Historical Cost (sometimes called Amortized Cost) accounting is simple but completely unrealistic. By definition, it involve false valuations: too high in bear markets and too low in bull markets. No one cares what a company paid for an asset, only what it’s worth. The problem is that this is only sometimes what the asset can fetch on the open market at present prices. Sometimes an asset is more valuable in use than it is in exchange. While replacement costs (the cost of an asset that functions similiarly) mimic this use value, it is difficult to compare older assets bought in uninflated dollars to newer models with newer features, which must be acquired and put into use. Historical Cost is usually accounted with amortization, or discounts for age, but this is not always accurate: for instance, Windows XP is cheaper to purchase, manage, and distribute than Windows Vista, but it’s also easier to use. Thus, an old copy of Windows XP bought in 2003 is still worth more than the closest contemporary substitute, but amortization would suggest the opposite.
That leaves us with Mark-to-Market. It’s the Goldilocks valuation: not too hypothetical, not too concrete, but just right. It depends on current market prices to derive the cost of replacement, substitutes, and even actual utility. When supply outstrips demand, market valuations go down, and vice versa. This, too, is not without it’s pitfalls: Mark-to-Market is responsive to changing situations, but perhaps too responsive. It enables speculators to run up valuations or to run them down very quickly. But that’s not so bad: investors want to know what a company’s assets are worth both in the best and worst case scenarios, because that’s how they measure upside and downside, profits and risks. Moreover, we live in a global economy. Our investors are international, and ultimately we have to move to international accounting standards. Convergence between US and International Generally Accepted Accounting Practice (GAAP) is unavoidable, if we are to compare results between foreign businesses and domestic ones, and International GAAP is a Mark-to-Market standard:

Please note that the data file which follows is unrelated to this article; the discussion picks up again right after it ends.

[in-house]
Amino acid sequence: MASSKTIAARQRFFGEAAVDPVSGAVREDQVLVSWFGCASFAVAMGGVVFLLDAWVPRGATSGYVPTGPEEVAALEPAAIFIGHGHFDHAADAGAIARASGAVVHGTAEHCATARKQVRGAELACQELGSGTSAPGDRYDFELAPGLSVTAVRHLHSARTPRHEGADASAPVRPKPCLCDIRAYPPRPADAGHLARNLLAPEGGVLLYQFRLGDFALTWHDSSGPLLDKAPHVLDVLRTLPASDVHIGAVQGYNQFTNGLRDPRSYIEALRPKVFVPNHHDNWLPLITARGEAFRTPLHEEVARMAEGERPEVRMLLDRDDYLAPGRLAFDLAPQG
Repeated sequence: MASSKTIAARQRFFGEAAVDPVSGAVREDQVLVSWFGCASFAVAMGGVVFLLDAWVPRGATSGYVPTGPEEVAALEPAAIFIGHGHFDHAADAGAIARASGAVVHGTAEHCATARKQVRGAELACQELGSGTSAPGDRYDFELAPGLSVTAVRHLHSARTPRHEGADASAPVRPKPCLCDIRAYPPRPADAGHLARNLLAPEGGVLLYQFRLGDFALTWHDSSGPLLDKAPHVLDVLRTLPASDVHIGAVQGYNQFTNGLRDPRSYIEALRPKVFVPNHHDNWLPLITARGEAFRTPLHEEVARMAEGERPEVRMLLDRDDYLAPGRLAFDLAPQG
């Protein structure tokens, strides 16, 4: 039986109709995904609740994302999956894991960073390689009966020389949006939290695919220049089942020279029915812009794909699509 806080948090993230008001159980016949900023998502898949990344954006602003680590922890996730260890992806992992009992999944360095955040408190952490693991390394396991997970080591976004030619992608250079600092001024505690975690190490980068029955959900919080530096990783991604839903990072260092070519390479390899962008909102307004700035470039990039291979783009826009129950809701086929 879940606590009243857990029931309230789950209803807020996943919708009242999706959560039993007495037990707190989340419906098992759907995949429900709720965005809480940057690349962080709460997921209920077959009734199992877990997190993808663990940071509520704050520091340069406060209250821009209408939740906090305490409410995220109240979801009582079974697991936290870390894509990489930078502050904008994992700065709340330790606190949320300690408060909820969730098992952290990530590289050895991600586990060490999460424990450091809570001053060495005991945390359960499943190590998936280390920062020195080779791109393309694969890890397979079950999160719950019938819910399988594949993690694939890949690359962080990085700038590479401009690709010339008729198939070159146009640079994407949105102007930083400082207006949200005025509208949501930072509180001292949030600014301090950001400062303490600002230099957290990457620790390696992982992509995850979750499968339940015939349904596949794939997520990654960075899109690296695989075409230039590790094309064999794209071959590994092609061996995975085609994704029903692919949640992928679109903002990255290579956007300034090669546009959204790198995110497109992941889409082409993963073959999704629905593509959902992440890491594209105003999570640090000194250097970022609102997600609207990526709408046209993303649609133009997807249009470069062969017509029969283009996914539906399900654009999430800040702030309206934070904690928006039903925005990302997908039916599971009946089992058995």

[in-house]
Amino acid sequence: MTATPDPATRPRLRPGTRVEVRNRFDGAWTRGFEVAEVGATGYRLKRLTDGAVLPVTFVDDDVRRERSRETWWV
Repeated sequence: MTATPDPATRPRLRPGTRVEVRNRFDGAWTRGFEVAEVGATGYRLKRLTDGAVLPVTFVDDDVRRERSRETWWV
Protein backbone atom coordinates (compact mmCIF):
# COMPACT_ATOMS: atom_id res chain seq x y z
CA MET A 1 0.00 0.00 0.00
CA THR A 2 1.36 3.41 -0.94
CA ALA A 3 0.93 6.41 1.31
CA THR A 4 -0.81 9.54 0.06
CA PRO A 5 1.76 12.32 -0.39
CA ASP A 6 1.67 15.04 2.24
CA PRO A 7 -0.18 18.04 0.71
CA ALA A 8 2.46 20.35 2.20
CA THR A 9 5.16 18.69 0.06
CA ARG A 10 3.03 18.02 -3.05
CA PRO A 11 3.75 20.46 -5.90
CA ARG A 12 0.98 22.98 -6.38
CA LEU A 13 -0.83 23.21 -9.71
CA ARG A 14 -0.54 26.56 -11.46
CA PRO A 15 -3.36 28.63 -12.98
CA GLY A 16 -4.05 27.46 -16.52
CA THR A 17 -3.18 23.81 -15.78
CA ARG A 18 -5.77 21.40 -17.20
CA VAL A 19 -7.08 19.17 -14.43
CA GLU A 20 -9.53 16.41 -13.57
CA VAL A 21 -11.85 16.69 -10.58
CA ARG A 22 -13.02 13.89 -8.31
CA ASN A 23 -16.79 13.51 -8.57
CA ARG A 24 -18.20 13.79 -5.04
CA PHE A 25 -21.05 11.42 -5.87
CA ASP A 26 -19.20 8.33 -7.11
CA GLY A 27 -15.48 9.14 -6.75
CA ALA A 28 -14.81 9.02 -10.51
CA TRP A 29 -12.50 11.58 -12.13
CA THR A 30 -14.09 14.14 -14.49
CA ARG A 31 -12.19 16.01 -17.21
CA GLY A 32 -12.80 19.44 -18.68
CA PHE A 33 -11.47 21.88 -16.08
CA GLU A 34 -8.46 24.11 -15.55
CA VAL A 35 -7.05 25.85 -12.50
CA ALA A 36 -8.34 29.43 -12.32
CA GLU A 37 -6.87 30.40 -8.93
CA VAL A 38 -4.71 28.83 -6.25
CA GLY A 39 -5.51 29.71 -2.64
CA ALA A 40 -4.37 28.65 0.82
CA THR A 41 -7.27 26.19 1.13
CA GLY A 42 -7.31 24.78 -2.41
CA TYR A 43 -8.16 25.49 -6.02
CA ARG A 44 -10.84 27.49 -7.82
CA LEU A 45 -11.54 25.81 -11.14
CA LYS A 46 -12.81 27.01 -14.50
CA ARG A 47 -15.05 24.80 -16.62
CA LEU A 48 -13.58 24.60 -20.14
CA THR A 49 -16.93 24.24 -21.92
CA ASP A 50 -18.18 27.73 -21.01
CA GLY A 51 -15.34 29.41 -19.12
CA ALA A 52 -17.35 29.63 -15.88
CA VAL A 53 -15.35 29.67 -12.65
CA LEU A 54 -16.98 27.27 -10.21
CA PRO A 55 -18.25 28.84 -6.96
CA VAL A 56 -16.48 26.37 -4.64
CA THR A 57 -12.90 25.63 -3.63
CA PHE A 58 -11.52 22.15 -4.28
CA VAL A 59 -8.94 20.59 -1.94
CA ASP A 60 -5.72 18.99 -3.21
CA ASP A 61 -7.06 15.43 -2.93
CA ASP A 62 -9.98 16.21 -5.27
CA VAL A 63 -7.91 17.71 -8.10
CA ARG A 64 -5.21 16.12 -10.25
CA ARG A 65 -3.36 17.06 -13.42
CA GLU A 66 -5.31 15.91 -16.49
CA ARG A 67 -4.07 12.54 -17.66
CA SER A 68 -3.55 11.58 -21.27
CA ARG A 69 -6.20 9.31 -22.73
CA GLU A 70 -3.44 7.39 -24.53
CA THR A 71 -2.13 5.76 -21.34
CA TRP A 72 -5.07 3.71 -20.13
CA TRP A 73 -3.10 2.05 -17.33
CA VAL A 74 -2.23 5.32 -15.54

the amount for which an asset could be exchanged, or a liability settled, between knowledgeable, willing parties in an arm’s length transaction.
Basically, I’ve concluded that accounting changes are not the solution. Every method has its dangers, and switching from one to the other has begun to look a bit like jumping from the frying pan into the fire. Convergence with international GAAP is inevitable, and internationally, investors want some type of principle-based Mark-to-Market accounting. Mark-to-Market has the advantage of honesty, and since much of the credit crisis is a crisis in trust, we can’t move away from frank and full disclosure of profit/risk assessments at this crucial time.
The SEC concluded much the same thing in December in its assessment of the bank failures. Here’s their response to criticisms of Mark-to-Market accounting:
[M]ost investors and other users of financial reports who provided input indicated a view that fair value accounting transparently reflects, under current economic conditions, the value of assets and liabilities of the companies in which they invest. Most indicate that suspending fair value accounting would result in a loss of information and investor confidence. However, these comments also clearly indicate that fair value reporting can pose challenges, particularly in the absence of active markets. Users also express the need to supplement fair value accounting with robust disclosure of the underlying assumptions and sensitivities, particularly when fair value estimates are necessary in the absence of quoted prices. […] Nonetheless, there is little evidence to suggest investors and other users generally believe an alternative to fair value, such as amortized cost, would be a superior approach.
The biggest danger isn’t the accounting method, it’s leverage: when you borrow money to buy or sell an asset, your lenders will come looking for their money when that asset loses too much value. As such, the best way to understand current market conditions is as a great de-leveraging: financial insitutions, like consumers, have been overleveraged, and prices have responded to the increased liquidity as speculators unwind their positions and consumers adjust their budgets to reflect the new realities.
The fact is, there’s less money hanging around then there used to be. Some of it is tied up in Treasury bonds, gold, and other conservative inflation hedges, but a lot of it has disappeared, as if it never existed. It was the product of speculation and fraud: counterfeit money, basically. We’re all going to have to come to terms with this: many of the things we bought with borrowed money are worth less than we paid for them. How do I know? The market says so.